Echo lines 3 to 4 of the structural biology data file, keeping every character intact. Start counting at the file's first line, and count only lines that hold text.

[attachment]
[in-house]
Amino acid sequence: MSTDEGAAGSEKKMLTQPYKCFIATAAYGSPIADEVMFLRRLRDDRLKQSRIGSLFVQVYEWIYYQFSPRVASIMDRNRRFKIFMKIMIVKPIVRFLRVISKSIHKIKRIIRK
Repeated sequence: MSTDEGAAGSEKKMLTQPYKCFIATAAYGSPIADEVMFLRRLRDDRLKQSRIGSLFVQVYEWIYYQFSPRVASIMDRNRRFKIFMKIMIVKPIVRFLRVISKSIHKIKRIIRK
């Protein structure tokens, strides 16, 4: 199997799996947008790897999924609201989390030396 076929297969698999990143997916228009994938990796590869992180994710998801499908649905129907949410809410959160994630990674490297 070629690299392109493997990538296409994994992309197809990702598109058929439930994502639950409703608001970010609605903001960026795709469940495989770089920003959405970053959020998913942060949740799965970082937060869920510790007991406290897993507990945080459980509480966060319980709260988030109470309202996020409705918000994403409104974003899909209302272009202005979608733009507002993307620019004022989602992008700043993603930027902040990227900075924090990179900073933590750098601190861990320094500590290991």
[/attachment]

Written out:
Repeated sequence: MSTDEGAAGSEKKMLTQPYKCFIATAAYGSPIADEVMFLRRLRDDRLKQSRIGSLFVQVYEWIYYQFSPRVASIMDRNRRFKIFMKIMIVKPIVRFLRVISKSIHKIKRIIRK
């Protein structure tokens, strides 16, 4: 199997799996947008790897999924609201989390030396 076929297969698999990143997916228009994938990796590869992180994710998801499908649905129907949410809410959160994630990674490297 070629690299392109493997990538296409994994992309197809990702598109058929439930994502639950409703608001970010609605903001960026795709469940495989770089920003959405970053959020998913942060949740799965970082937060869920510790007991406290897993507990945080459980509480966060319980709260988030109470309202996020409705918000994403409104974003899909209302272009202005979608733009507002993307620019004022989602992008700043993603930027902040990227900075924090990179900073933590750098601190861990320094500590290991």